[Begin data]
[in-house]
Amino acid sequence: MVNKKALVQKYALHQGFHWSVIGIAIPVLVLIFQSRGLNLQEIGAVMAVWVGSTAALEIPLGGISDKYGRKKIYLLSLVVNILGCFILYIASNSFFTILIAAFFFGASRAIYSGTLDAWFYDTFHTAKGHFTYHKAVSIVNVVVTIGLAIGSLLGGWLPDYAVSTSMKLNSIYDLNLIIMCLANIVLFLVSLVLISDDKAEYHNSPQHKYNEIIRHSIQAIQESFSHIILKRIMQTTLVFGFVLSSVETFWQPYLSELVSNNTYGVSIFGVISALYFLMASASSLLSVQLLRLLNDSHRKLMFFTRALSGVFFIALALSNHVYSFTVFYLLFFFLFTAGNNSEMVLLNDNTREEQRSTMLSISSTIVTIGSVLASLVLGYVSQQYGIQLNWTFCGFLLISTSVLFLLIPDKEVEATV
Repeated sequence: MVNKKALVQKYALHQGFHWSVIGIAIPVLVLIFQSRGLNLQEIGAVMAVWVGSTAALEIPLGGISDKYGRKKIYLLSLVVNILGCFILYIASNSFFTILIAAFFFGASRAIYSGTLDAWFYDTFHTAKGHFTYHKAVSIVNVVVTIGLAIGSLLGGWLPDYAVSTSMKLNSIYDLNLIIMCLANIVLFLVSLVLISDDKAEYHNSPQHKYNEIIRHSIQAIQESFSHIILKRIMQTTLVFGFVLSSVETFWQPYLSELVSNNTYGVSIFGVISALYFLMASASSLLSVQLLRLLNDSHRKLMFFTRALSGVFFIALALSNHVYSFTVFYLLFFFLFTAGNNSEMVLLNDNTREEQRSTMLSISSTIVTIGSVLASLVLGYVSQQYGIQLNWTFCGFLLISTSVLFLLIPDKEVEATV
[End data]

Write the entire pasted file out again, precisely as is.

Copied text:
[in-house]
Amino acid sequence: MVNKKALVQKYALHQGFHWSVIGIAIPVLVLIFQSRGLNLQEIGAVMAVWVGSTAALEIPLGGISDKYGRKKIYLLSLVVNILGCFILYIASNSFFTILIAAFFFGASRAIYSGTLDAWFYDTFHTAKGHFTYHKAVSIVNVVVTIGLAIGSLLGGWLPDYAVSTSMKLNSIYDLNLIIMCLANIVLFLVSLVLISDDKAEYHNSPQHKYNEIIRHSIQAIQESFSHIILKRIMQTTLVFGFVLSSVETFWQPYLSELVSNNTYGVSIFGVISALYFLMASASSLLSVQLLRLLNDSHRKLMFFTRALSGVFFIALALSNHVYSFTVFYLLFFFLFTAGNNSEMVLLNDNTREEQRSTMLSISSTIVTIGSVLASLVLGYVSQQYGIQLNWTFCGFLLISTSVLFLLIPDKEVEATV
Repeated sequence: MVNKKALVQKYALHQGFHWSVIGIAIPVLVLIFQSRGLNLQEIGAVMAVWVGSTAALEIPLGGISDKYGRKKIYLLSLVVNILGCFILYIASNSFFTILIAAFFFGASRAIYSGTLDAWFYDTFHTAKGHFTYHKAVSIVNVVVTIGLAIGSLLGGWLPDYAVSTSMKLNSIYDLNLIIMCLANIVLFLVSLVLISDDKAEYHNSPQHKYNEIIRHSIQAIQESFSHIILKRIMQTTLVFGFVLSSVETFWQPYLSELVSNNTYGVSIFGVISALYFLMASASSLLSVQLLRLLNDSHRKLMFFTRALSGVFFIALALSNHVYSFTVFYLLFFFLFTAGNNSEMVLLNDNTREEQRSTMLSISSTIVTIGSVLASLVLGYVSQQYGIQLNWTFCGFLLISTSVLFLLIPDKEVEATV